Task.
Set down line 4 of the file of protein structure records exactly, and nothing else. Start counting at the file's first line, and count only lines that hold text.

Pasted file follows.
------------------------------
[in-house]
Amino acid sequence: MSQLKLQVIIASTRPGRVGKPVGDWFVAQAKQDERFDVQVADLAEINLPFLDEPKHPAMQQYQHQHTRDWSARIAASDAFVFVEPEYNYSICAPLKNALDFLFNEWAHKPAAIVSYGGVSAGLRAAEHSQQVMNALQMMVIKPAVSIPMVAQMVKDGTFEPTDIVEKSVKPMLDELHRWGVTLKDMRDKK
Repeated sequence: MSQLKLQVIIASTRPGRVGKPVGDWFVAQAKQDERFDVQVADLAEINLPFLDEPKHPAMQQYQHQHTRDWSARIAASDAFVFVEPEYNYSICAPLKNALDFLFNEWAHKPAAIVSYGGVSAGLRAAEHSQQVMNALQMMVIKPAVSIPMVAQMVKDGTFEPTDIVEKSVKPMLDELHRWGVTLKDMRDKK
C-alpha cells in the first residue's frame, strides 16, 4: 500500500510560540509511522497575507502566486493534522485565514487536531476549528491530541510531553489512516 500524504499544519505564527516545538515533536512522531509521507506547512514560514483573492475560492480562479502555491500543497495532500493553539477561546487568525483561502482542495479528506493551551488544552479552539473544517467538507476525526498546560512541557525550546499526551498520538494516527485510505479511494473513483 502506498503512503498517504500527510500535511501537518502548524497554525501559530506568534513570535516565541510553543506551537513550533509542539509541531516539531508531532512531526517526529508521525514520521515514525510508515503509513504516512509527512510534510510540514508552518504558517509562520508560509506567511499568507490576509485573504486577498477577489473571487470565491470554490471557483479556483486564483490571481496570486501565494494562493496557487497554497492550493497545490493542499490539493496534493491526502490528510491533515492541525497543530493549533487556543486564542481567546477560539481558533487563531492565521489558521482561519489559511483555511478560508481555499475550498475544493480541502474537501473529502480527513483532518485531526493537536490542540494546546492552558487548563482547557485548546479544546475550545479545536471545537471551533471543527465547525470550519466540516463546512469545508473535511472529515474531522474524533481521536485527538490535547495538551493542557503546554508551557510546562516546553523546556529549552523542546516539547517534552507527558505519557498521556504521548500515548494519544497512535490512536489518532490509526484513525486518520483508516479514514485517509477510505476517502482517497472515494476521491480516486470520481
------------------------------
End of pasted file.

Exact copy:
C-alpha cells in the first residue's frame, strides 16, 4: 500500500510560540509511522497575507502566486493534522485565514487536531476549528491530541510531553489512516 500524504499544519505564527516545538515533536512522531509521507506547512514560514483573492475560492480562479502555491500543497495532500493553539477561546487568525483561502482542495479528506493551551488544552479552539473544517467538507476525526498546560512541557525550546499526551498520538494516527485510505479511494473513483 502506498503512503498517504500527510500535511501537518502548524497554525501559530506568534513570535516565541510553543506551537513550533509542539509541531516539531508531532512531526517526529508521525514520521515514525510508515503509513504516512509527512510534510510540514508552518504558517509562520508560509506567511499568507490576509485573504486577498477577489473571487470565491470554490471557483479556483486564483490571481496570486501565494494562493496557487497554497492550493497545490493542499490539493496534493491526502490528510491533515492541525497543530493549533487556543486564542481567546477560539481558533487563531492565521489558521482561519489559511483555511478560508481555499475550498475544493480541502474537501473529502480527513483532518485531526493537536490542540494546546492552558487548563482547557485548546479544546475550545479545536471545537471551533471543527465547525470550519466540516463546512469545508473535511472529515474531522474524533481521536485527538490535547495538551493542557503546554508551557510546562516546553523546556529549552523542546516539547517534552507527558505519557498521556504521548500515548494519544497512535490512536489518532490509526484513525486518520483508516479514514485517509477510505476517502482517497472515494476521491480516486470520481